welchy wrote: ↑
Thu Jul 04, 2019 5:05 pm
tommasini wrote: ↑
Thu Jul 04, 2019 4:54 pm
I’m with joeyb1000 (and others) who are hoping for a flat lander cassette option.....something like a 12-27 or 12-29 would be awesome. The current 11-29 12 speed is much less appealing than my current 12-25 and 12-27 11 speed......such that I’m not buying 12 speed until that happens (if ever?)
You should try 11-32 (52-36) the best setup I’ve ever had, ridden flats in UK to Pyrenees. Perfect.
The 11 speed 11-32 spacing is 11–12–13–14–15–17–19–22–25–28–32. That means that if you only need a 12-25 for the riding that you are doing, you are effectively downgrading from 11 speed to 8 speed
by switching to an 11-32.. (12–13–14–15–17–19–22–25), or to 9 speed
if you switch from an 11 speed 12-25 to a "12 speed" 11-32.. You get much bigger jumps between the gears, with the added bonus of carrying around a significant amount of extra weight..
Even going from an 11sp 12-27 (12-13-14-15-16-17-19-21-23-25-27) to a 12sp 11-29 (11-12-13-14-15-16-17-19-21-23-26-29) you are not gaining any more useful sprockets (arguably you are still losing one) while getting larger gaps at the dinner-plate end.
Obviously bigger sprockets are useful in the Pyrenees, but for me at least, if they aren't useful whatosever for 95%+ of my riding then I'd rather switch cassettes for trips to the mountains once every two years or so!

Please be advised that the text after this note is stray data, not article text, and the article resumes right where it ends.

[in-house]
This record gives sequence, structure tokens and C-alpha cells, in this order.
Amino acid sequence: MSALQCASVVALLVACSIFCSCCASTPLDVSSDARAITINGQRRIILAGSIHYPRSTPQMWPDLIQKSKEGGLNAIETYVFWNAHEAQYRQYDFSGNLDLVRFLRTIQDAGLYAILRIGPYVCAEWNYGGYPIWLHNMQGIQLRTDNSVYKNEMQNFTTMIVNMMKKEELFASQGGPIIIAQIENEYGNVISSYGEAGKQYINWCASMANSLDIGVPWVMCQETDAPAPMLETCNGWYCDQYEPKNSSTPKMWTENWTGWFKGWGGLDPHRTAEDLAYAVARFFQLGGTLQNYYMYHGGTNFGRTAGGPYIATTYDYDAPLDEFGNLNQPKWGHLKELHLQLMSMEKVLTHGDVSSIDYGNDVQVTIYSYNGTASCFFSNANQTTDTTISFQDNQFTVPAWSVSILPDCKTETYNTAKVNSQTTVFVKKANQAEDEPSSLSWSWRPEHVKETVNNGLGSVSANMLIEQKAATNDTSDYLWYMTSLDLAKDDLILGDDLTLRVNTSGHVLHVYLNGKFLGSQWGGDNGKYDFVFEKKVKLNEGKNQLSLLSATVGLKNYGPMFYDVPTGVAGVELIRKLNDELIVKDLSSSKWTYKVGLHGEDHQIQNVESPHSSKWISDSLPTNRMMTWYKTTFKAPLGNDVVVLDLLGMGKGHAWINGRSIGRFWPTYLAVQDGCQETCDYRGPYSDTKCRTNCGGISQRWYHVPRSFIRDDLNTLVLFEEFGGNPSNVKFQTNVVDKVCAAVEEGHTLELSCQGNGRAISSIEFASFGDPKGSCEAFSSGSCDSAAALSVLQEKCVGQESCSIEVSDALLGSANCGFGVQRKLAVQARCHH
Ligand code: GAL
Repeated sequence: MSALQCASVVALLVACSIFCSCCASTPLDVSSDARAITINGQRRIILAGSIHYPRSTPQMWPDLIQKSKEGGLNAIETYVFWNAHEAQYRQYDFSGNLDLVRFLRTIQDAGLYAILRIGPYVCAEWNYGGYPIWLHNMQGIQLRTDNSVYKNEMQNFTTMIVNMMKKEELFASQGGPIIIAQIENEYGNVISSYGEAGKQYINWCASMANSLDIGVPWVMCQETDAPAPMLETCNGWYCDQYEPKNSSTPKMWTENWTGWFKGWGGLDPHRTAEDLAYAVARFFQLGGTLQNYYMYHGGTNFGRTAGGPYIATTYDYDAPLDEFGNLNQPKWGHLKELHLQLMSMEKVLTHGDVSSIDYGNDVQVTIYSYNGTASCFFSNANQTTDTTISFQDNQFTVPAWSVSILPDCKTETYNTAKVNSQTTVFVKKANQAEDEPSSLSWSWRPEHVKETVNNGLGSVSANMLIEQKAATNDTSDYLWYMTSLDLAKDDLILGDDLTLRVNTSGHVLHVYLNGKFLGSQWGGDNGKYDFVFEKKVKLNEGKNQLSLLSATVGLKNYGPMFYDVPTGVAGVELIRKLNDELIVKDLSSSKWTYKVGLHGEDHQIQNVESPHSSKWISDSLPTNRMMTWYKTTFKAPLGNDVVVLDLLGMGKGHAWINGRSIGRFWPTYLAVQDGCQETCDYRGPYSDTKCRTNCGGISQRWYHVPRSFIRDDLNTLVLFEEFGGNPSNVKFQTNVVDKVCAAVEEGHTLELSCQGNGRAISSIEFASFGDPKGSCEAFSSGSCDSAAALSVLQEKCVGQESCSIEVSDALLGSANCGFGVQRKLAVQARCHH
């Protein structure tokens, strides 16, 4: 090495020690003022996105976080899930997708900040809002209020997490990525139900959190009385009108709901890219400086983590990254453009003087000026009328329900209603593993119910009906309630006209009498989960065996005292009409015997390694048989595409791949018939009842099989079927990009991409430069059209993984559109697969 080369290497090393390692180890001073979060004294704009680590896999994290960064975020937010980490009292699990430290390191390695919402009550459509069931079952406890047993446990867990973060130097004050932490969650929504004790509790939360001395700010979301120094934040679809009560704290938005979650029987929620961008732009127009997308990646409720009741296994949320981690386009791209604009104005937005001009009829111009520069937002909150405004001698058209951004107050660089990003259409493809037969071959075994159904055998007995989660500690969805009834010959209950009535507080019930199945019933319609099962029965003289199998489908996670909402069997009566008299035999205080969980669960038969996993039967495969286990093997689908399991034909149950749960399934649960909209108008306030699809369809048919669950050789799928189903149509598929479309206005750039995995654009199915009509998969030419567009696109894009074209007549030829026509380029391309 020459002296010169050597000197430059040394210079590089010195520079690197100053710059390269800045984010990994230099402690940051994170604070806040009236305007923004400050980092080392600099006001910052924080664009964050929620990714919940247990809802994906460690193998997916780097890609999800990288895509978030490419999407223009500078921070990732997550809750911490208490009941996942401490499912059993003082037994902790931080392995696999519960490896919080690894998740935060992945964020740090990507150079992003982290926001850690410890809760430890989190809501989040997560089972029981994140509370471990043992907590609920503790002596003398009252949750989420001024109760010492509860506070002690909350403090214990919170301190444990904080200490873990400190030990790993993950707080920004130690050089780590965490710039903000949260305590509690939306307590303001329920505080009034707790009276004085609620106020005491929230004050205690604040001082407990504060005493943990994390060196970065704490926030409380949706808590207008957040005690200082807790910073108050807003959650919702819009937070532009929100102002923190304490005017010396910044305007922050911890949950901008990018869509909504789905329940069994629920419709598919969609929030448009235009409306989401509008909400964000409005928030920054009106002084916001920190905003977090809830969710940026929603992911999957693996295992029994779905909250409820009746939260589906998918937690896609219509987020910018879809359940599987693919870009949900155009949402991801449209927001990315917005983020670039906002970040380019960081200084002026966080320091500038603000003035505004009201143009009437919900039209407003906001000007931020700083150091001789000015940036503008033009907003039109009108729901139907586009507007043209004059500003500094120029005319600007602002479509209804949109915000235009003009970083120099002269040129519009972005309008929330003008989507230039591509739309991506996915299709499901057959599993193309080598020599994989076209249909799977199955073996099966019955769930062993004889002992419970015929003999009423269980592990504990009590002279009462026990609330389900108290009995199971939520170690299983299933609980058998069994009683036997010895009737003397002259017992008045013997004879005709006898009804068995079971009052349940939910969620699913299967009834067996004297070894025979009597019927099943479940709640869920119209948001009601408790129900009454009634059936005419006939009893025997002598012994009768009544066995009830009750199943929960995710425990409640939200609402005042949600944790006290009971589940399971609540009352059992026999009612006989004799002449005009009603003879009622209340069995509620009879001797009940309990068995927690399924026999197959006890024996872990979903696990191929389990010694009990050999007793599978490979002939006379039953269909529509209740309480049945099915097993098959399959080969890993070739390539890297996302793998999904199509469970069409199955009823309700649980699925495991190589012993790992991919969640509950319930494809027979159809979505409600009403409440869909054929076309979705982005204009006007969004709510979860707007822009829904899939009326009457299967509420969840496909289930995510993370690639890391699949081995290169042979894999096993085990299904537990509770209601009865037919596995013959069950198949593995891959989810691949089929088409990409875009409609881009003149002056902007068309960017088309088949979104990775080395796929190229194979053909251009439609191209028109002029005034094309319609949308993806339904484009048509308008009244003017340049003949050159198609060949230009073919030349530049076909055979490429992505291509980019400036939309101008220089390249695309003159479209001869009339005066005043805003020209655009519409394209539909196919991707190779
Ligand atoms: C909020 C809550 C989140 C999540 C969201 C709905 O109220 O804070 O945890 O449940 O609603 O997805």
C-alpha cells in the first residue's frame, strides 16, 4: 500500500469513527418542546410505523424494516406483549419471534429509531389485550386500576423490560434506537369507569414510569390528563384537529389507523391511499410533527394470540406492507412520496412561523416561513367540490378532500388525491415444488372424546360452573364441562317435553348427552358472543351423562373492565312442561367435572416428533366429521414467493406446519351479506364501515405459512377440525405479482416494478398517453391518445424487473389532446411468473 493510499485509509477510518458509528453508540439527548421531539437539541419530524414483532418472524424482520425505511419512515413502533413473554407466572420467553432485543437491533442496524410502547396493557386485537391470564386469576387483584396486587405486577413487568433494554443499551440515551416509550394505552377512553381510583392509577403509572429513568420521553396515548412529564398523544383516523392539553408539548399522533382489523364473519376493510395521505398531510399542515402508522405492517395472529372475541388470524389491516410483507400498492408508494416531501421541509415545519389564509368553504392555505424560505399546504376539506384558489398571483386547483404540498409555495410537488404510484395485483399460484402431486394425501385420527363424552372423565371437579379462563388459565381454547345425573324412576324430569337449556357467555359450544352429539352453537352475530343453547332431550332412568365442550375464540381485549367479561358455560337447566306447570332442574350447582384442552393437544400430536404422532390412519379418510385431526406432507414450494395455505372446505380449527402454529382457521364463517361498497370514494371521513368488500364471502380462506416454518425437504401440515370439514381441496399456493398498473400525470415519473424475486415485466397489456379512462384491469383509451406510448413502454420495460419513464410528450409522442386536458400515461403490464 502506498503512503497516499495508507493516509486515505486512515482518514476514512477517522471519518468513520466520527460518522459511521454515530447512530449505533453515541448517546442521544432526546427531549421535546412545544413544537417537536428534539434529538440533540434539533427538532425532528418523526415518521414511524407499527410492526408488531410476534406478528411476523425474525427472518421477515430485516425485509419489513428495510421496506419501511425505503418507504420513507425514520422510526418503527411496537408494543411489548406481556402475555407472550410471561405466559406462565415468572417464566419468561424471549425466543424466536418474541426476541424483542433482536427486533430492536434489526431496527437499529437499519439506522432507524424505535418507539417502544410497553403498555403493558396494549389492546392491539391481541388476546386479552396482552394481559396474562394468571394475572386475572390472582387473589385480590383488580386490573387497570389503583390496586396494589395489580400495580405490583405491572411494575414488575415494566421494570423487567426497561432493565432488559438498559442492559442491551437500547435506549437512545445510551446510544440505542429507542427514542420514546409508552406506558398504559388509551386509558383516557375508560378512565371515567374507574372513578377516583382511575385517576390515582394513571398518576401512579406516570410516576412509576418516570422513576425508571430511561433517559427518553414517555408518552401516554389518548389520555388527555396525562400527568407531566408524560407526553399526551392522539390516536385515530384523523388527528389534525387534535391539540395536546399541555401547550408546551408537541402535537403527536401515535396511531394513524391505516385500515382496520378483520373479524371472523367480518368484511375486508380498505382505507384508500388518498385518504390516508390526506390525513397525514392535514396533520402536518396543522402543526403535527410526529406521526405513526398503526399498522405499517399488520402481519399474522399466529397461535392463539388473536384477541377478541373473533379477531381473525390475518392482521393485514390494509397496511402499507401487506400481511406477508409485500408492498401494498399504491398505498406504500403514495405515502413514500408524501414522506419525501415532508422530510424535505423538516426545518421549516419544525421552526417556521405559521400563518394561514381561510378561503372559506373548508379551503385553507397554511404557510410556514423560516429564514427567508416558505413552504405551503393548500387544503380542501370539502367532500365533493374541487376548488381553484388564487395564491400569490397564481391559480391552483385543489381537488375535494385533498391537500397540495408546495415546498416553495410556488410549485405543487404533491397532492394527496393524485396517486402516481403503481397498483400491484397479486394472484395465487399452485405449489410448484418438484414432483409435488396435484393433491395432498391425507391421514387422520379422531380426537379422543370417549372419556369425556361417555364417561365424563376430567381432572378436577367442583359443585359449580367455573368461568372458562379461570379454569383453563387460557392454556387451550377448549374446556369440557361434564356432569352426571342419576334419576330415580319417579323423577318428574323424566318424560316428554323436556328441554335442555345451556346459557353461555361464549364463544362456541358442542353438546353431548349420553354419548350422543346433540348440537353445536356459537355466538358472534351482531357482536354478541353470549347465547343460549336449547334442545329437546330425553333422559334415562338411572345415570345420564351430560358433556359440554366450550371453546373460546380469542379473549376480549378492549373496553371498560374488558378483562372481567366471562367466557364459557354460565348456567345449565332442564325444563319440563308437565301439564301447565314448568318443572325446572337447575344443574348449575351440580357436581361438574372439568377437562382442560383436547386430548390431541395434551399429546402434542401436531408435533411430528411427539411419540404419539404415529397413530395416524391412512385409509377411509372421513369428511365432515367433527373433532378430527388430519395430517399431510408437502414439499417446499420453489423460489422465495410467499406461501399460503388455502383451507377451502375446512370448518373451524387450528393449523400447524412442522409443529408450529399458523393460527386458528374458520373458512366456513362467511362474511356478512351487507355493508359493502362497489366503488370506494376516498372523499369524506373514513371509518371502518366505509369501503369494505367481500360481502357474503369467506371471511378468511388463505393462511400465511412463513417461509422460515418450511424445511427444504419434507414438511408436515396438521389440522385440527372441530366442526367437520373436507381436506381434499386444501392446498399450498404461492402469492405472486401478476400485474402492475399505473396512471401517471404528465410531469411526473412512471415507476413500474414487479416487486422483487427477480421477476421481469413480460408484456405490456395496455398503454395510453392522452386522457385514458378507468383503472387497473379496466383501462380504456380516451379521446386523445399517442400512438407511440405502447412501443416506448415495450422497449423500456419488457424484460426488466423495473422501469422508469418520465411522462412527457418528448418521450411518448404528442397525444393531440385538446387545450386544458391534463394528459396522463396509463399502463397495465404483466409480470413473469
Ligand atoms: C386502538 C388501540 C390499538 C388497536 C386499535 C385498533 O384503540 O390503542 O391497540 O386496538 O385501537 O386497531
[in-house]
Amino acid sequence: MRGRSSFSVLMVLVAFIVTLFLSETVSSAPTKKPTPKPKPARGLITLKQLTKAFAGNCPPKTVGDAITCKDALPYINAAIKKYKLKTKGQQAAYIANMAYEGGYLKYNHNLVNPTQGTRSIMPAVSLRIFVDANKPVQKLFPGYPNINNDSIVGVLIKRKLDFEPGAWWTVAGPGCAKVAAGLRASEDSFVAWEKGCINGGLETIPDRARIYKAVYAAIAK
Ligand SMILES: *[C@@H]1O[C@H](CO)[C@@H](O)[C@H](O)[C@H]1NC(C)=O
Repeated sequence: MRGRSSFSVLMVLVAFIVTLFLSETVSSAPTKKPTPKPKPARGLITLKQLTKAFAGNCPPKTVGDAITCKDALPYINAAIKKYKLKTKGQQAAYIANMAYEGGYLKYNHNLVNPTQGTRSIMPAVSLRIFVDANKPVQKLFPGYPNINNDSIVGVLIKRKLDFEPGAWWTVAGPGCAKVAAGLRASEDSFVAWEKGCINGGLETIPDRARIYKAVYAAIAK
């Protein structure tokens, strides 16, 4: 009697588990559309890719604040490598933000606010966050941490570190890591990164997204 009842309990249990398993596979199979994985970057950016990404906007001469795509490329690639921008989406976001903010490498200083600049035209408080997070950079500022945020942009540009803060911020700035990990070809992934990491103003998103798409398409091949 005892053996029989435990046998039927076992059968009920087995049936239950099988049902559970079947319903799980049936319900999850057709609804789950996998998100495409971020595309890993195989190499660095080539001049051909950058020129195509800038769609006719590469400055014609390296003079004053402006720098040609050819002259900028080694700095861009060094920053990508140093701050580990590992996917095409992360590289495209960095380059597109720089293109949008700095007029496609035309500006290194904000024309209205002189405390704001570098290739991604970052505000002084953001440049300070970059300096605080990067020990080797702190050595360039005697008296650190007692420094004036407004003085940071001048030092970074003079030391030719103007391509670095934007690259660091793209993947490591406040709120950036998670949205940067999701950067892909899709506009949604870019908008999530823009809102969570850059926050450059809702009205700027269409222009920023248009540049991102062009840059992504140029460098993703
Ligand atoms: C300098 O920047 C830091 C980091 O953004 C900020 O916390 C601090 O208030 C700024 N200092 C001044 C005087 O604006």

I know I'm repeating myself on this thread but I find it staggering that we worry about 1 or 2 watts of drivetrain efficiency, 2.5 millimeters of crank length, barely perceptible improvements in shifting efficiency etc, but that few seem to care about the relationship between optimal cadence and gearing, i.e. the fundamental interface between biomechanical and mechanical power. Even just a single sprocket shift in the middle of the cassette equates to a considerable difference in cadence at a given power, e.g. at a dead-constant 225w my cadence is 85rpm with a 36/13 and 92rpm with a 36/14. With bigger gaps in other parts of the cassette you are easily
talking about cadence differences of 10+ between gear shifts. Does anyone really think that being forced to maintain a cadence of 100 instead of 90, or 70 instead of 80, isn't going to result in biomechanical efficiency losses? Of course what happens is that you fudge it by finding a compromise between power and cadence (e.g. you might lower your cadence by 5 and increase your power by a few watts at the same time after shifting to a sub-optimal gear), but that's just trying to mitigate the efficiency losses that you can feel..